“Genpact’s continued investments in digital technology, combined with its geography-specific risk advisory councils that add to its domain expertise, help financial institutions transform operations to drive more strategic business impact.”

That is basically a paragraph.

“Genpact’s investments in digital technology help financial institutions transform operations and strategically impact business.” (14 words.)

How about this message from Jacqueline Novogratz of global non-profit Acumen:

“The only way to end poverty and make it history is to build viable systems on the ground that deliver critical and affordable goods and services to the poor in ways that are financially sustainable and scalable.” (37 words.)


“To end poverty, we need viable, sustainable and scalable systems on the ground.” (13 words.)

Some other excellent examples of concise messaging:

“Clariant is committed to innovation, R&D and a focus on sustainability.” (11 words.)

“The U.S. Army will always be excellent stewards of taxpayer dollars.” (11 words.)

“McDonald’s is making significant changes that are important to our customers, our people and the environment.” (16 words.)

“Our technology will help you better understand your customers.” (9 words.)

“Our experience in real estate conversion is unmatched.” (8 words.)

Often, I am working with a client on messaging to be used in various strategic communications settings: media outreach, analyst meetings, internal communications, among others. In the last month alone, however, I have listened as individuals from a pair of major corporations fell back on the company slogan – or tagline – as a message.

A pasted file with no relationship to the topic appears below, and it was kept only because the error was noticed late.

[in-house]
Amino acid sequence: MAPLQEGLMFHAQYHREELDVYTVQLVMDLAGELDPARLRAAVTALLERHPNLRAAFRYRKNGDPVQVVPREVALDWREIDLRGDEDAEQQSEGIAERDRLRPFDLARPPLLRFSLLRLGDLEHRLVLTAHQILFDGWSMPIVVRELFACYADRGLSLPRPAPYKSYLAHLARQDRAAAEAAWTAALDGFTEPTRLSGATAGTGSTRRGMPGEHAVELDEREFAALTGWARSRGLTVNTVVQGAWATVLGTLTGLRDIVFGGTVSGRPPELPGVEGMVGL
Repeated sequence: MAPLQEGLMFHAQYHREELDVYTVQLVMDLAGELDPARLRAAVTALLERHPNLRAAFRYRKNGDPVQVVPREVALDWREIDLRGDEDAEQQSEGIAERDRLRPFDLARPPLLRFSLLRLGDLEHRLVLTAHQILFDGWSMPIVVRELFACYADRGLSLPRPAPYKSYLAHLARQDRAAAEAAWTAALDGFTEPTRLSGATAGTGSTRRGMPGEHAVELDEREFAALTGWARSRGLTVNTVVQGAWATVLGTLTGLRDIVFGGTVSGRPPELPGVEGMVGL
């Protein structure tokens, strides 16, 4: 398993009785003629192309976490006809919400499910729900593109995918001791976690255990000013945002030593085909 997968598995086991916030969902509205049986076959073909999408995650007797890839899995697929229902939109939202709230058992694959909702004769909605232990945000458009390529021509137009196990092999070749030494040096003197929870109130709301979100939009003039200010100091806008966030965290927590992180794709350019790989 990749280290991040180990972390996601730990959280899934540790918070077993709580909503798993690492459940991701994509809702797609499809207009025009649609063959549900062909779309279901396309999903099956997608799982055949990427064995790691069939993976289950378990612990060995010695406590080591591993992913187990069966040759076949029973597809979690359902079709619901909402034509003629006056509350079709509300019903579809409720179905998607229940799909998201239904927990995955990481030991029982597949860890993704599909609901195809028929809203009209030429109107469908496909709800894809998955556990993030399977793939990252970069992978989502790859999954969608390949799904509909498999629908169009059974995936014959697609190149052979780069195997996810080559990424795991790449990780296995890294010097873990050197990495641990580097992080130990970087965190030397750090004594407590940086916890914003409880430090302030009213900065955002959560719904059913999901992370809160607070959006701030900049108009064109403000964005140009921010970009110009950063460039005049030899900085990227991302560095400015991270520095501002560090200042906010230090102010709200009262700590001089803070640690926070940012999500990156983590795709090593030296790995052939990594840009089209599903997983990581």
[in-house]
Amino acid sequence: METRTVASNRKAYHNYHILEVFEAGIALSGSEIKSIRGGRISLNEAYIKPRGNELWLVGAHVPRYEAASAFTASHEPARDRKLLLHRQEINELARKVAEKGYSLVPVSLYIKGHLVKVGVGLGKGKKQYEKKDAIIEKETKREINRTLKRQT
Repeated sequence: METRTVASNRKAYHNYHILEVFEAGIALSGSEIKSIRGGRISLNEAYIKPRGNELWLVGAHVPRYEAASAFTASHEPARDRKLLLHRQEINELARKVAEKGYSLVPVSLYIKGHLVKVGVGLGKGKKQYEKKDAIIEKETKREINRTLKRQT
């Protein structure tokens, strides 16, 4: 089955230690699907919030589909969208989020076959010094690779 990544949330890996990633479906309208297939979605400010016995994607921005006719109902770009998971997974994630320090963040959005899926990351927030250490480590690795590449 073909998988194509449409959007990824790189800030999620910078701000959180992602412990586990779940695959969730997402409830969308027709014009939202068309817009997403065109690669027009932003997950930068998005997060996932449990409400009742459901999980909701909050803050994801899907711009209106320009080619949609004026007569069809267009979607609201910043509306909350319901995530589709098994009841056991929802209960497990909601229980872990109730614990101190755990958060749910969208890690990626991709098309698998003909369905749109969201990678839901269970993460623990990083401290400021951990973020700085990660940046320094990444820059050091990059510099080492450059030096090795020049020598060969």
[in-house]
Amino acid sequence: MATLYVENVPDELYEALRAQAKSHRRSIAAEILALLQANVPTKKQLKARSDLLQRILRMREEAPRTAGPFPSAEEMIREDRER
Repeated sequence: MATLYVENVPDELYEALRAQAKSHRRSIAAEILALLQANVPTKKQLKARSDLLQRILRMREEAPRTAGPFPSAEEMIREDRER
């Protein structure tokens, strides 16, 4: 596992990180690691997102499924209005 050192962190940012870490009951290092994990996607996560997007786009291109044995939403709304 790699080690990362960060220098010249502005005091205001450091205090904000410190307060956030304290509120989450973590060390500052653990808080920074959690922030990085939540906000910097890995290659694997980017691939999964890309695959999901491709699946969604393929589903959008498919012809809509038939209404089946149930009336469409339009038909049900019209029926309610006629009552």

And while taglines – defined as a short, often catchy phrase that fully captures an organization’s mission or spirit – work great in advertising, they fall short of scope and gravitas in every other form of strategic communications.

While a tagline can reflect messaging, a tagline is not a message. (12 words.)

In a media interview, a spokesperson is not doing much to express the breadth of a new product or partnership or providing deep insight to its mission or its services by spouting: “Fly the friendly skies” or “Empowering technology” or “Have it your way” or “The power of dreams.” In fact, I’ll bet you can only ID two of the four companies represented there.

No. A message needs to be concise and declarative, like a tagline, but it needs to also state a business objective clearly. It needs to not only satisfy the audiences’ “want,” but make a good argument for the “why.” Unlike a 30-second ad, other strategic communications environments require a little more context.

Key words from a tagline may make their way into a message. In fact, it is a great way to ensure recall of critical descriptive language. But a message provides greater depth for all critical audiences.

The WNYC-FM show and podcast “RadioLab,” in April of 2020, explored the idea of what would be the one sentence various individuals would leave behind.

“You will die, and that is really the most important thing.” – Caitlin Doughty, writer and mortician

That is a declarative 11 words.


Steve Johnson
SJConnects Strategic Communications